Those ground cherries sound intriguing, maybe I'll give them a try soon.
I'm always happy to read about your garden strategies,
good luck,

Michelle said...

I thought I wasn't going to have celery any time soon because the seeds wouldn't germinate and I thought that I would have to start over. And then finally, 3 celery and 1 celery root germinated. So I thought OK, at least I'll have that, if I don't kill them. Then about a week later a whole bunch more of both started to germinate. It took 3 weeks for most of them to pop! And I still have to get them large enough to get into the garden...

Oh, I love basil too. I've got 4 varieties this year and as you noted they are all so different. It's impossible to choose a favorite.

No corn for me this year. That's one battle with the critters that I'm just not going to fight this round. Fortunately I have a big stash of dried corn from previous harvests in the freezer and I'll buy sweet corn at the farmer's market.

Sue Garrett said...

I've never heard of ground cherries! We've tried growing celery a couple of times with no success which is a pity as we use lots,

Phuong said...

Hi Estanislao,
It sounds like shisho reseeds very easily, its good to know that I'll have to keep them from blooming. I'm really excited to get to use parsley and other herbs in the garden. Hopefully this year will be good for all of us in the garden.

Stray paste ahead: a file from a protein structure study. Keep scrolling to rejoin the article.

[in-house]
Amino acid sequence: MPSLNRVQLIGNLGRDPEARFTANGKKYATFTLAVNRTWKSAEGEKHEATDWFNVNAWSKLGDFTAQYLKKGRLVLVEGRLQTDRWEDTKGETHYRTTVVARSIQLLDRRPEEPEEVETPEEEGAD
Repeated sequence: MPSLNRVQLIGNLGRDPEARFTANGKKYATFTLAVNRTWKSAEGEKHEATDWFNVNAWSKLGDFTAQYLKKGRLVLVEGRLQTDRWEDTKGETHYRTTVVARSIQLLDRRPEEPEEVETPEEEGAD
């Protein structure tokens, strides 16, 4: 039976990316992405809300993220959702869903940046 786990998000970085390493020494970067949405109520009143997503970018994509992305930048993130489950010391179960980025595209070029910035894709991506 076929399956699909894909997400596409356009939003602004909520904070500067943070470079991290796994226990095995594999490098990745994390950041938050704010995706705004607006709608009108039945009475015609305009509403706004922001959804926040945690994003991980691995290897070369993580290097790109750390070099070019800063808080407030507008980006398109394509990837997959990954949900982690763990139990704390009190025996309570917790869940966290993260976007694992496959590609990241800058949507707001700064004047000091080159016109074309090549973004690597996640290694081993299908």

Dave @ HappyAcres said...

Count me as another basil lover! I can't pick my favorite either. I've had trouble getting chive seeds to germinate in the past. I did manage to get some Chinese leeks going several years ago, and after I let them go to seed I now have them popping up all over. I got those seeds from Kitazawa.

Phuong said...

Hi Michelle,
Celery is so incredibly slow growing. I'm glad you were able to get more celery and celery root to germinate. Hopefully they'll grow faster as it warms up. Last year as been insane for the amount creatures that have been preying on your garden.

Margaret said...

Lots of new and wonderful adventures for you in the garden this year! Can't wait to hear your impressions as the season progresses.

This year I'm trying a few new things too but overall, I'm scaling back a bit so that I have the time to continue tackling the ornamental beds without stressing out too much. Some of the more fickle things such as rapini & spinach are off the list and I also decided to forgo fava beans since our spring has been cut short this year and I normally don't have a huge harvest even when I'm able to get them into the ground sooner.

Phuong said...

Hi Sue,
I've never eaten ground cherries so I'm very curious, hopefully they'll be something we love. I saw your interview regarding the allotment and the wet spring you've been having, it was very informational and you and Martin are excellent speakers.

Phuong said...

Hi Margaret,
You have a really big yard to keep up on. I can understand letting spinach and fava beans go this spring, it's just so late already and they take awhile before they're harvestable. I'm glad I didn't try to overwintering favas this year since we had such a cold winter.

Phuong said...

Hi Dave,
There's a world of basil out there. It's weird but I've found harlequin bugs like basil almost as much as Brussels sprouts. I've actually tried Kitazawas Asian leeks, but maybe I might try them again with a different variety.